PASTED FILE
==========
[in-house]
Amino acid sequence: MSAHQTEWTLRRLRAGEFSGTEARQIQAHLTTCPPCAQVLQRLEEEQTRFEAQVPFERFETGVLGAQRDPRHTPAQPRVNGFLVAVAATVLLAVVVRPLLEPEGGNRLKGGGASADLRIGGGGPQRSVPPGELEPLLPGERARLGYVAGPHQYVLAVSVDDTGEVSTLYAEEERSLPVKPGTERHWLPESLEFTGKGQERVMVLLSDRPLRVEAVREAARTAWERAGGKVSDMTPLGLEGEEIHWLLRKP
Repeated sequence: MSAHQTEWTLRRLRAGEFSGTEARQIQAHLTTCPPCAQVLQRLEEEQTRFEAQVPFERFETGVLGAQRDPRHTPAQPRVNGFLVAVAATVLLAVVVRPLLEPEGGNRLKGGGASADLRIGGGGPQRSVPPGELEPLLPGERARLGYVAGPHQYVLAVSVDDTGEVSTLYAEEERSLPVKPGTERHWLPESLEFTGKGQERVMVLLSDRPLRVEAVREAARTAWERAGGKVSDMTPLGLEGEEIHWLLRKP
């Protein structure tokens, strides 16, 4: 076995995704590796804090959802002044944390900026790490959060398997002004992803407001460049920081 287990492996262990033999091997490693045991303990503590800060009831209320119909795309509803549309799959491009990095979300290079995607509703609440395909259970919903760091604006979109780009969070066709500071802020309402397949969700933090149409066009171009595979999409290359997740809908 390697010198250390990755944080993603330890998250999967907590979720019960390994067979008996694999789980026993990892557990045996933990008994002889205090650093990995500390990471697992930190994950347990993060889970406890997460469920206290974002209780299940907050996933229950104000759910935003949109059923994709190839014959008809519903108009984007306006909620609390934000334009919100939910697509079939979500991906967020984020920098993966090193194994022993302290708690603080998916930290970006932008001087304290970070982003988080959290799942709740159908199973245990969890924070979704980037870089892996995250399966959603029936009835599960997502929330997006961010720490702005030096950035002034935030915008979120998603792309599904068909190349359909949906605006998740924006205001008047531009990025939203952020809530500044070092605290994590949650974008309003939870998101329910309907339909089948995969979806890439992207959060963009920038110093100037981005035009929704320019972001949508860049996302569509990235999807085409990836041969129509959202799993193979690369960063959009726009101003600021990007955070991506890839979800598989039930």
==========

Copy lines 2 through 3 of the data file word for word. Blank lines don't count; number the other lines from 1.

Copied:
Amino acid sequence: MSAHQTEWTLRRLRAGEFSGTEARQIQAHLTTCPPCAQVLQRLEEEQTRFEAQVPFERFETGVLGAQRDPRHTPAQPRVNGFLVAVAATVLLAVVVRPLLEPEGGNRLKGGGASADLRIGGGGPQRSVPPGELEPLLPGERARLGYVAGPHQYVLAVSVDDTGEVSTLYAEEERSLPVKPGTERHWLPESLEFTGKGQERVMVLLSDRPLRVEAVREAARTAWERAGGKVSDMTPLGLEGEEIHWLLRKP
Repeated sequence: MSAHQTEWTLRRLRAGEFSGTEARQIQAHLTTCPPCAQVLQRLEEEQTRFEAQVPFERFETGVLGAQRDPRHTPAQPRVNGFLVAVAATVLLAVVVRPLLEPEGGNRLKGGGASADLRIGGGGPQRSVPPGELEPLLPGERARLGYVAGPHQYVLAVSVDDTGEVSTLYAEEERSLPVKPGTERHWLPESLEFTGKGQERVMVLLSDRPLRVEAVREAARTAWERAGGKVSDMTPLGLEGEEIHWLLRKP